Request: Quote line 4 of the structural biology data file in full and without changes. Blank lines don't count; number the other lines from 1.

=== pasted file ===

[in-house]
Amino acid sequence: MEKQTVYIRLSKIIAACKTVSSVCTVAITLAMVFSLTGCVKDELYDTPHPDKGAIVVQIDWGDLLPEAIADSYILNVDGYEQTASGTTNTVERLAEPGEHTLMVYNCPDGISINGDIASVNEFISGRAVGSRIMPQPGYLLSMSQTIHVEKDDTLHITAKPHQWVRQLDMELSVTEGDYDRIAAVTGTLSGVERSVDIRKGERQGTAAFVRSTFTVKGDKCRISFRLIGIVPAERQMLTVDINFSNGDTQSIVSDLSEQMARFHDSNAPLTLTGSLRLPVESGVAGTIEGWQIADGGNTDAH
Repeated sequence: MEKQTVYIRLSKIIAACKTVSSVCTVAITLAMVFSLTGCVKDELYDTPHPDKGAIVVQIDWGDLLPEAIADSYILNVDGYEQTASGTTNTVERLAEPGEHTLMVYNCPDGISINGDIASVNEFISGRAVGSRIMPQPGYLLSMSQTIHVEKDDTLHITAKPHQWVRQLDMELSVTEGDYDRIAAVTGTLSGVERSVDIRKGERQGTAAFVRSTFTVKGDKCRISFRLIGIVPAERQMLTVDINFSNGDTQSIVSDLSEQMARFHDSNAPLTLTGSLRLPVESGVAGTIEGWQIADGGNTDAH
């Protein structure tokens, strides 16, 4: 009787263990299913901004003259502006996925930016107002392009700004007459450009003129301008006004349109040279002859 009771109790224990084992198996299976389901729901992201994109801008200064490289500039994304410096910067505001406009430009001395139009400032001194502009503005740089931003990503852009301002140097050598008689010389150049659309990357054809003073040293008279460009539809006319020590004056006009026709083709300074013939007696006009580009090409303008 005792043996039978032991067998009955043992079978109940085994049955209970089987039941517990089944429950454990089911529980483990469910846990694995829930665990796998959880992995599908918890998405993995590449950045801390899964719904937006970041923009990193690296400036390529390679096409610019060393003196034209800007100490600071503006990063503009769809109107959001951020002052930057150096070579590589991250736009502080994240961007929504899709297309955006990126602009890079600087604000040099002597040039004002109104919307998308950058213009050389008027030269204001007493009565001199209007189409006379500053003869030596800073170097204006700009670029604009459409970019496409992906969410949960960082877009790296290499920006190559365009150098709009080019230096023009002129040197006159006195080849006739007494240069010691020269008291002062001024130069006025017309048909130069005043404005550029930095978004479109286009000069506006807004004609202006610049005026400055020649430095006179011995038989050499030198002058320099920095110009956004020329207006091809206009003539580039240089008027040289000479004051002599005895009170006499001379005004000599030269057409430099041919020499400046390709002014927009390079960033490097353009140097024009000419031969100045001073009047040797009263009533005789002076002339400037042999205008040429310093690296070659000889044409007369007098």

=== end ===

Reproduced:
């Protein structure tokens, strides 16, 4: 009787263990299913901004003259502006996925930016107002392009700004007459450009003129301008006004349109040279002859 009771109790224990084992198996299976389901729901992201994109801008200064490289500039994304410096910067505001406009430009001395139009400032001194502009503005740089931003990503852009301002140097050598008689010389150049659309990357054809003073040293008279460009539809006319020590004056006009026709083709300074013939007696006009580009090409303008 005792043996039978032991067998009955043992079978109940085994049955209970089987039941517990089944429950454990089911529980483990469910846990694995829930665990796998959880992995599908918890998405993995590449950045801390899964719904937006970041923009990193690296400036390529390679096409610019060393003196034209800007100490600071503006990063503009769809109107959001951020002052930057150096070579590589991250736009502080994240961007929504899709297309955006990126602009890079600087604000040099002597040039004002109104919307998308950058213009050389008027030269204001007493009565001199209007189409006379500053003869030596800073170097204006700009670029604009459409970019496409992906969410949960960082877009790296290499920006190559365009150098709009080019230096023009002129040197006159006195080849006739007494240069010691020269008291002062001024130069006025017309048909130069005043404005550029930095978004479109286009000069506006807004004609202006610049005026400055020649430095006179011995038989050499030198002058320099920095110009956004020329207006091809206009003539580039240089008027040289000479004051002599005895009170006499001379005004000599030269057409430099041919020499400046390709002014927009390079960033490097353009140097024009000419031969100045001073009047040797009263009533005789002076002339400037042999205008040429310093690296070659000889044409007369007098």